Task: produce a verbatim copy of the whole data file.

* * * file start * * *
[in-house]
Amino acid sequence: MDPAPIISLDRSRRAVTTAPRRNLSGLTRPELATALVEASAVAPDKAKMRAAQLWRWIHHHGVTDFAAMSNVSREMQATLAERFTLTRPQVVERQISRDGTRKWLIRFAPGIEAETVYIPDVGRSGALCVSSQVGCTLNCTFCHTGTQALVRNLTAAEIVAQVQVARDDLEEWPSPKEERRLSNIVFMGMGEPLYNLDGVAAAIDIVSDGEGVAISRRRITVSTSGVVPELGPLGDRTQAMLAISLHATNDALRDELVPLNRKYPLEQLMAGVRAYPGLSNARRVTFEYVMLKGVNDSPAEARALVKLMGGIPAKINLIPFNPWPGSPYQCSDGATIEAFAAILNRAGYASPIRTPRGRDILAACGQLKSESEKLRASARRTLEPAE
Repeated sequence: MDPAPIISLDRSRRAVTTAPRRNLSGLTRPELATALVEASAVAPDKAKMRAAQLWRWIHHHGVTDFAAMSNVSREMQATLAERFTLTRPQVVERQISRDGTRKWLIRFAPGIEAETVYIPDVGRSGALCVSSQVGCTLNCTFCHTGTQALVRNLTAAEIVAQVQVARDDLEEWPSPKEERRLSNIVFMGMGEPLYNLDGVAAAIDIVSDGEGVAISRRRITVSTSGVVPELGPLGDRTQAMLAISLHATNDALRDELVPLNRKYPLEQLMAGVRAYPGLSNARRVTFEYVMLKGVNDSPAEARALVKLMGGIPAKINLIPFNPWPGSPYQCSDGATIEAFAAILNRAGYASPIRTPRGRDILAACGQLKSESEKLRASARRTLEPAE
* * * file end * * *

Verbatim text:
[in-house]
Amino acid sequence: MDPAPIISLDRSRRAVTTAPRRNLSGLTRPELATALVEASAVAPDKAKMRAAQLWRWIHHHGVTDFAAMSNVSREMQATLAERFTLTRPQVVERQISRDGTRKWLIRFAPGIEAETVYIPDVGRSGALCVSSQVGCTLNCTFCHTGTQALVRNLTAAEIVAQVQVARDDLEEWPSPKEERRLSNIVFMGMGEPLYNLDGVAAAIDIVSDGEGVAISRRRITVSTSGVVPELGPLGDRTQAMLAISLHATNDALRDELVPLNRKYPLEQLMAGVRAYPGLSNARRVTFEYVMLKGVNDSPAEARALVKLMGGIPAKINLIPFNPWPGSPYQCSDGATIEAFAAILNRAGYASPIRTPRGRDILAACGQLKSESEKLRASARRTLEPAE
Repeated sequence: MDPAPIISLDRSRRAVTTAPRRNLSGLTRPELATALVEASAVAPDKAKMRAAQLWRWIHHHGVTDFAAMSNVSREMQATLAERFTLTRPQVVERQISRDGTRKWLIRFAPGIEAETVYIPDVGRSGALCVSSQVGCTLNCTFCHTGTQALVRNLTAAEIVAQVQVARDDLEEWPSPKEERRLSNIVFMGMGEPLYNLDGVAAAIDIVSDGEGVAISRRRITVSTSGVVPELGPLGDRTQAMLAISLHATNDALRDELVPLNRKYPLEQLMAGVRAYPGLSNARRVTFEYVMLKGVNDSPAEARALVKLMGGIPAKINLIPFNPWPGSPYQCSDGATIEAFAAILNRAGYASPIRTPRGRDILAACGQLKSESEKLRASARRTLEPAE